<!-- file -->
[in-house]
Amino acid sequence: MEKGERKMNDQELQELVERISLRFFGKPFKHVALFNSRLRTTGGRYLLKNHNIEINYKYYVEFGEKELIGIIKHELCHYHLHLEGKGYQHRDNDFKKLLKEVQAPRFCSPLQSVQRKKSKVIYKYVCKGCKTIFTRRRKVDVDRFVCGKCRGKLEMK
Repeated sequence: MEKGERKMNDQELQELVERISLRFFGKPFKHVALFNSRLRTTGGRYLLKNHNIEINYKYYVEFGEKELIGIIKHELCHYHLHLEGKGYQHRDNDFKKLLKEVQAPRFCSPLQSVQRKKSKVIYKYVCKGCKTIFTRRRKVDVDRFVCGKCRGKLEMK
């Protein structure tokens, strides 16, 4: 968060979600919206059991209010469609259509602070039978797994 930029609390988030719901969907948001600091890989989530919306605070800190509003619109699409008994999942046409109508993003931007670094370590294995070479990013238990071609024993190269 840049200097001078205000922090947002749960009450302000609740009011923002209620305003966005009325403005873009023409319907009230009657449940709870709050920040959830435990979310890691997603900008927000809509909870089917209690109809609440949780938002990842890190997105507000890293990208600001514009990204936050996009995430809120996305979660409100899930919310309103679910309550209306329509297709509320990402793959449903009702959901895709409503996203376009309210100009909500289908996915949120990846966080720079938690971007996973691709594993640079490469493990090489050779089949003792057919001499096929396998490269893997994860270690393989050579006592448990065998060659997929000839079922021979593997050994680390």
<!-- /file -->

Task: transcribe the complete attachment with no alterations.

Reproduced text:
[in-house]
Amino acid sequence: MEKGERKMNDQELQELVERISLRFFGKPFKHVALFNSRLRTTGGRYLLKNHNIEINYKYYVEFGEKELIGIIKHELCHYHLHLEGKGYQHRDNDFKKLLKEVQAPRFCSPLQSVQRKKSKVIYKYVCKGCKTIFTRRRKVDVDRFVCGKCRGKLEMK
Repeated sequence: MEKGERKMNDQELQELVERISLRFFGKPFKHVALFNSRLRTTGGRYLLKNHNIEINYKYYVEFGEKELIGIIKHELCHYHLHLEGKGYQHRDNDFKKLLKEVQAPRFCSPLQSVQRKKSKVIYKYVCKGCKTIFTRRRKVDVDRFVCGKCRGKLEMK
């Protein structure tokens, strides 16, 4: 968060979600919206059991209010469609259509602070039978797994 930029609390988030719901969907948001600091890989989530919306605070800190509003619109699409008994999942046409109508993003931007670094370590294995070479990013238990071609024993190269 840049200097001078205000922090947002749960009450302000609740009011923002209620305003966005009325403005873009023409319907009230009657449940709870709050920040959830435990979310890691997603900008927000809509909870089917209690109809609440949780938002990842890190997105507000890293990208600001514009990204936050996009995430809120996305979660409100899930919310309103679910309550209306329509297709509320990402793959449903009702959901895709409503996203376009309210100009909500289908996915949120990846966080720079938690971007996973691709594993640079490469493990090489050779089949003792057919001499096929396998490269893997994860270690393989050579006592448990065998060659997929000839079922021979593997050994680390």